15^ At least this is the case with the truths contemplated by the philosophers who have most to say of truth as a “value.” On the possibility of non-propositional truth and knowledge there will be some remarks to be made in our final lecture.

16^ Logic, bk. i. c. v. § 2: “When we say, all men are mortal, the meaning of the proposition is, that all beings which possess the one set of attributes possess also the other.” Cf. bk. ii. c. iv. 3: “A general truth is but an aggregate of particular truths; a comprehensive expression, by which an indefinite number of individual facts are affirmed or denied at once.”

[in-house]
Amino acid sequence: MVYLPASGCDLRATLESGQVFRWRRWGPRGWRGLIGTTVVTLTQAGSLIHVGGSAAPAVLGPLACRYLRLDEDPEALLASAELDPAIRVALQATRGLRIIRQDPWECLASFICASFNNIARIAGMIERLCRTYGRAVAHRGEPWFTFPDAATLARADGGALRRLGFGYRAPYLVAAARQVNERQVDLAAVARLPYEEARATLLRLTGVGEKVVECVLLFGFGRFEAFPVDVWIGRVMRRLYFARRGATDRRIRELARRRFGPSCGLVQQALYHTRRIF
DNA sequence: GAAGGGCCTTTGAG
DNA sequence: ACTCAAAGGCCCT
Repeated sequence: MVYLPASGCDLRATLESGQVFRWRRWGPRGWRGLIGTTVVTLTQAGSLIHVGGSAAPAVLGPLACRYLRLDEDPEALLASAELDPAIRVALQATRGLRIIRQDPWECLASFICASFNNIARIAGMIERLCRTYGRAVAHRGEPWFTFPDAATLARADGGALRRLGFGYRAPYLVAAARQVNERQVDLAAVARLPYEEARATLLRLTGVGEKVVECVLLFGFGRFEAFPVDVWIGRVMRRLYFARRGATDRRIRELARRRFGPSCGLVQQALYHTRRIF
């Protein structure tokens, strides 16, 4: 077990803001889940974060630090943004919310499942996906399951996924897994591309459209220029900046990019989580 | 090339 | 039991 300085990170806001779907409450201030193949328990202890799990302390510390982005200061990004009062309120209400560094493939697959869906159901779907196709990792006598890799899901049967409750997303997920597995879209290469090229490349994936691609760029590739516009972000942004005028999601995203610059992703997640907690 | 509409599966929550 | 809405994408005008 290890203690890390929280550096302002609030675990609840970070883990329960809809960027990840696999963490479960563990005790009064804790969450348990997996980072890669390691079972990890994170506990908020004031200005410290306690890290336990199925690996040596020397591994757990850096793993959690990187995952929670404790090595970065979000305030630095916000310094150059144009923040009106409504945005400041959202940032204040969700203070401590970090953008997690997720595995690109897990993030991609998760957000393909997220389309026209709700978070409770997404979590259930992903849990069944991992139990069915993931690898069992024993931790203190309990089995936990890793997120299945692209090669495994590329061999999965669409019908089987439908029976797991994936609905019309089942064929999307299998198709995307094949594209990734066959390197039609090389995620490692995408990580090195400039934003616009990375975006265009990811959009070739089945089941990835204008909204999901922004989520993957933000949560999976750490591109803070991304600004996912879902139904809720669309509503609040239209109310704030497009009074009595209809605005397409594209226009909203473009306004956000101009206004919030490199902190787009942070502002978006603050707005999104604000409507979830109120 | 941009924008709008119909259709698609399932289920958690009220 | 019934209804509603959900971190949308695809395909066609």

17^St. Thomas, De Veritat. q. 1, art. 1, ad sept.

18^ Ethica i. 17 Scholium.

19^ Cf. Aristotle. Nicomachean Ethics. 1170 a 32.

20^ See Concept of Nature, c. vii. pp. 143 ff.

21^ Cf. De Veritat. q. 10, art. 8, ad sec. “in visione corporali aliquis intuetur corpus, non ita quod inspiciat aliquam corporis similitudinem, quamvis per aliquam corporis similitudinem inspiciat.”

22^ Exploratio Philosophica, pt. i. c. 1.